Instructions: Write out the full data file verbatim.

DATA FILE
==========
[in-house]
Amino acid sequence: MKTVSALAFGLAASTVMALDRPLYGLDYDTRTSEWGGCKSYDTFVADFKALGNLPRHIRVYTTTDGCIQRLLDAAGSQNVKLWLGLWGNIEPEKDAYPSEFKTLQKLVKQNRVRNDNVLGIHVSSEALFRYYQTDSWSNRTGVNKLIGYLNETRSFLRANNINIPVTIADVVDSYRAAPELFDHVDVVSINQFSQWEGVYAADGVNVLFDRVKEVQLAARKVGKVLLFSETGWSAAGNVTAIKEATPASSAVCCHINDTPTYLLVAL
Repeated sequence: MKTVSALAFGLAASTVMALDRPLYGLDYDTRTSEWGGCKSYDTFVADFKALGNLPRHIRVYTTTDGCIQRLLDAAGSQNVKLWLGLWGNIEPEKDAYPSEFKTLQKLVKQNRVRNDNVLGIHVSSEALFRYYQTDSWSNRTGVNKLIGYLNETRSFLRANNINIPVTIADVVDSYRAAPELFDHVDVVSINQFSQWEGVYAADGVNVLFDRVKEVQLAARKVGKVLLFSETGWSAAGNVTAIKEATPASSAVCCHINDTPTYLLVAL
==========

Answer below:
[in-house]
Amino acid sequence: MKTVSALAFGLAASTVMALDRPLYGLDYDTRTSEWGGCKSYDTFVADFKALGNLPRHIRVYTTTDGCIQRLLDAAGSQNVKLWLGLWGNIEPEKDAYPSEFKTLQKLVKQNRVRNDNVLGIHVSSEALFRYYQTDSWSNRTGVNKLIGYLNETRSFLRANNINIPVTIADVVDSYRAAPELFDHVDVVSINQFSQWEGVYAADGVNVLFDRVKEVQLAARKVGKVLLFSETGWSAAGNVTAIKEATPASSAVCCHINDTPTYLLVAL
Repeated sequence: MKTVSALAFGLAASTVMALDRPLYGLDYDTRTSEWGGCKSYDTFVADFKALGNLPRHIRVYTTTDGCIQRLLDAAGSQNVKLWLGLWGNIEPEKDAYPSEFKTLQKLVKQNRVRNDNVLGIHVSSEALFRYYQTDSWSNRTGVNKLIGYLNETRSFLRANNINIPVTIADVVDSYRAAPELFDHVDVVSINQFSQWEGVYAADGVNVLFDRVKEVQLAARKVGKVLLFSETGWSAAGNVTAIKEATPASSAVCCHINDTPTYLLVAL